I was able to provide counseling services again , and opened my Psychotherapy practice in Boulder, Colorado, older and wiser. I specialize in helping those who are challenged by Chronic Illness, by phone, in person, or in the client’s home if they live in the Boulder area. I can always be reached at 303/413-8091 pat@caringcounselor.com

There is life after Cushing’s Disease!

Warmly
PAT GURNICK, CLC
Certified Lifestyle Counselor
Psychotherapist
www.caringcounselor.com

Glad to be alive!!! September 2007

Pat’s photos:

The only picture I have after Cushing’s,
a number of years ago,
gained 25 more pounds since then.
[Photographer: Pat’s family]

Picture of me and my sister at Thanksgiving – right before surgery. [Photographer: Pat’s family]

Picture of me at home, right after surgery, with my kitten sleeping on my stomach. [Photographer: Pat’s family]

Picture of me with my Cat JACK 4 months after surgery.
You can see my face has gotten thinner, but my body is still Cushy. [Photographer: Pat’s family]

April 2006 [Photographer: Pat’s family]


Glad to be alive!!! September 2007 [Photographer: Pat’s family]

Update January 25, 2016

In 2010,  I had a near death experience from dehydration and ended up in the ER with Secondary Adrenal Insufficiency. See the video I created at that time:

 

I notified NADF (National Adrenal Diseases Foundation) that Cushing’s patients suffer and need to be recognized through their organization with this serious life threatening condition: Secondary Adrenal Insufficiency. As a result, the Medical Director,
Dr. Margulies, MD, developed a brochure on Secondary Adrenal Insufficiency:
Stress dosing and recognizing Adrenal Crisis symptoms is most important. Today, I have a better understanding and can recognize the symptoms of dehydration, and I am more prepared to double my hydrocortisone medication under an emergency situation (often for me it is the flu) or stress.
Hear my CushingsHelp Radio Interview 2011:
After my surgery in 2003, I was able to provide counseling services again, and opened my Psychotherapy practice in Boulder, Colorado, older and wiser. I specialize in helping those who are challenged by Chronic Illness, by phone, Skype, in person, or in the client’s home if they live in the Boulder area. I can always be reached at 303/413-8091 or pat@caringcounselor.com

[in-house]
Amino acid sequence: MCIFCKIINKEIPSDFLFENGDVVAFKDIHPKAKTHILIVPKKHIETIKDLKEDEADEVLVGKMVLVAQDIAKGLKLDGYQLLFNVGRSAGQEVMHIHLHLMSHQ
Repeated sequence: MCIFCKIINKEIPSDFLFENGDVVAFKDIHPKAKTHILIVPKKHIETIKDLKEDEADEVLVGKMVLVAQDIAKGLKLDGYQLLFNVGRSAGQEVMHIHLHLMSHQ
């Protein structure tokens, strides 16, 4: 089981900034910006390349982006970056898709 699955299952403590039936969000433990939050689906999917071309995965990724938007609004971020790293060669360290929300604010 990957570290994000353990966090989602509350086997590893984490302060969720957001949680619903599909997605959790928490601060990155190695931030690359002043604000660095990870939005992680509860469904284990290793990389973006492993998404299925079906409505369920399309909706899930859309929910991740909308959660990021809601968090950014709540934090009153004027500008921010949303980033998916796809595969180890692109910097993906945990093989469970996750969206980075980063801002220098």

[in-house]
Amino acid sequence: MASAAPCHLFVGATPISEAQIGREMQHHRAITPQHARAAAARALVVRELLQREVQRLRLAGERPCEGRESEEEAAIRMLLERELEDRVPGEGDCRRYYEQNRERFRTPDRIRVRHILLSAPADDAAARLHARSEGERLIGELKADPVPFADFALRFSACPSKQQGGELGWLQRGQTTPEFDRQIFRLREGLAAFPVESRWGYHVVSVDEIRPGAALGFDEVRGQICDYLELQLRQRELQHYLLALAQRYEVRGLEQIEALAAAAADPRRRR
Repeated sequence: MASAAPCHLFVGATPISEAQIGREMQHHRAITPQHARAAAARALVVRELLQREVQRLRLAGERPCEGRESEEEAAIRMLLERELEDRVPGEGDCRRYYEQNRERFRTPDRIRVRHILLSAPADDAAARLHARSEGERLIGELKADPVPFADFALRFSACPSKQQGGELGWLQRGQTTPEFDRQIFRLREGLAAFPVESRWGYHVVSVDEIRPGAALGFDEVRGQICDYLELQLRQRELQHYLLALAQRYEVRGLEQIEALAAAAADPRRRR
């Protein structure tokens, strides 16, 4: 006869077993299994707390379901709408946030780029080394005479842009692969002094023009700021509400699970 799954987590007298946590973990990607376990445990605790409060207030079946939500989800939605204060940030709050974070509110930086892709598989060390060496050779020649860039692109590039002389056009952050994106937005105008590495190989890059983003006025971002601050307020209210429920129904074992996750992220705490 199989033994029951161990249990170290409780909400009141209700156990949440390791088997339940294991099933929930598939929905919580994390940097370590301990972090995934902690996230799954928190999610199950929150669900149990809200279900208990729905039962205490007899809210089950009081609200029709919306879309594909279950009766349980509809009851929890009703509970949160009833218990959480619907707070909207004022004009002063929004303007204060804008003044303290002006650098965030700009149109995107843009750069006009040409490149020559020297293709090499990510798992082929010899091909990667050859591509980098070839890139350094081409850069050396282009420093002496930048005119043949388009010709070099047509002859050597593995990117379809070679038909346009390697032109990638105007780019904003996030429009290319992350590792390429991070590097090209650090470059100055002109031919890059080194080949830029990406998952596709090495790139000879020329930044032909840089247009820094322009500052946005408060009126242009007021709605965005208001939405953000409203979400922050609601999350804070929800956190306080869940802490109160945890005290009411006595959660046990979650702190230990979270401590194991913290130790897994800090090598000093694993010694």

There is life after Cushing’s Disease!
Warmly
PAT GURNICK, CLC
Psychotherapist
Matrix Energetics Practitioner
Certified Lifestyle Counselor
www.caringcounselor.com

 

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In Memory: Kate Myers ~ 2014

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Kate (Fairley on the Cushing’s Help message boards)  was only 46 when she died on June 23, 2014.  Her board signature read:

After 2 failed pit surgeries and a CSF leak repair,
BLA on Sept. 11, 2008 w/Dr. Fraker at UPenn
Gamma knife radiation at UPenn Oct. 2009
Now disabled and homebound. No pit, no adrenals and radiation damage to my hypothalamus.
My cure is God’s will, and I still have hope and faith!

During her too-short life, she provided help and support to other Cushies.

Her National Geographic video in 2007

Her BlogTalkRadio Interview in 2008: http://www.blogtalkradio.com/cushingshelp/2008/07/17/interview-with-kate-fairley

Articles to help others:

Kate’s Family Letter
Kate’s Packing Suggestions For Surgery
Kate’s Pituitary Surgery Observations

Kate’s bio from 2008:

Hi y’all! I will try to make this short, but there is a lot to say.

I stumbled across this board after a google search last night. Yesterday, I finally saw a real endocrinologist. I am 39 years old. I weigh 362. I was diagnosed by a reproductive endocrinologist with PCOS at age 30, but all of my symptoms started at age 22.

At age 22, I was an avid runner, healthy at 140-145 pounds and 5’7″. I got a knee injury and stopped running right around the time that my periods just….stopped. And by stopped, I mean completely disappeared after mostly regular periods since age 12. I was tested by the student health clinic at UGA, and referred to an obgyn for lap exploration for endometriosis, which was ruled out. I remember that they ran some bloodwork and ultimately came back with this frustrating response: We don’t know what it is, but it’s probably stress-related because your cortisol is elevated.

Soon thereafter, I gained 80 pounds in about 6 months, and another 30 the next six months. Suddenly, in one year, I was 110 pounds heavier than my original weight of 140. I recall my mom and sister talking about how fast I was gaining weight. At the time, I blamed myself: I wasn’t eating right, I’d had to stop running due to the knee injury and my metabolism must have been “used” to the running; I was going through some family problems, so it must be that I’m eating for emotional reasons related to depression. You name the self-blame category, and I tried them all on for size.

Whatever the reason, I stopped avoiding mirrors and cameras. The person looking back at me was a stranger, and acquaintances had stopped recognizing me. A bank refused to cash my security deposit refund check from my landlord when I graduated because I no longer looked like my student ID or my driver’s license. I was pulled over for speeding while driving my dad’s Mercedes graduation weekend, and the cop who pulled me over almost arrested me for presenting a false ID. These are some really painful memories, and I wonder if anyone here can relate to the pain of losing your physical identity to the point that you are a stranger to yourself and others?